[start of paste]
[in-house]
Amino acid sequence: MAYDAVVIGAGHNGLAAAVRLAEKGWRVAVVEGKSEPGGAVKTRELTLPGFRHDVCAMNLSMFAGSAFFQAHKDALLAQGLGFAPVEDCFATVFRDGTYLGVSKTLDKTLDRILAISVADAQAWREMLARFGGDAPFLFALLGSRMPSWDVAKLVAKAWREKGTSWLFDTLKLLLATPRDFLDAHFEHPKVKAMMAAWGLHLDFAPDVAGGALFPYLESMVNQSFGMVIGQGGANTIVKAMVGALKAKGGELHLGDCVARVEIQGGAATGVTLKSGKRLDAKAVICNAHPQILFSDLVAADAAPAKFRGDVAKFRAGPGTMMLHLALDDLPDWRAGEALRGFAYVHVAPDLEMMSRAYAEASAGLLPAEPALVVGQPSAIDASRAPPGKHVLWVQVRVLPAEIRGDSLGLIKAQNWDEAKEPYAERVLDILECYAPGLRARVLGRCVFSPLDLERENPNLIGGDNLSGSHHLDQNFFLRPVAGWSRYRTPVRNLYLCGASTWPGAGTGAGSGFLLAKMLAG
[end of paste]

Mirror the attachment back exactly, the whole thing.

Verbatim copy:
[in-house]
Amino acid sequence: MAYDAVVIGAGHNGLAAAVRLAEKGWRVAVVEGKSEPGGAVKTRELTLPGFRHDVCAMNLSMFAGSAFFQAHKDALLAQGLGFAPVEDCFATVFRDGTYLGVSKTLDKTLDRILAISVADAQAWREMLARFGGDAPFLFALLGSRMPSWDVAKLVAKAWREKGTSWLFDTLKLLLATPRDFLDAHFEHPKVKAMMAAWGLHLDFAPDVAGGALFPYLESMVNQSFGMVIGQGGANTIVKAMVGALKAKGGELHLGDCVARVEIQGGAATGVTLKSGKRLDAKAVICNAHPQILFSDLVAADAAPAKFRGDVAKFRAGPGTMMLHLALDDLPDWRAGEALRGFAYVHVAPDLEMMSRAYAEASAGLLPAEPALVVGQPSAIDASRAPPGKHVLWVQVRVLPAEIRGDSLGLIKAQNWDEAKEPYAERVLDILECYAPGLRARVLGRCVFSPLDLERENPNLIGGDNLSGSHHLDQNFFLRPVAGWSRYRTPVRNLYLCGASTWPGAGTGAGSGFLLAKMLAG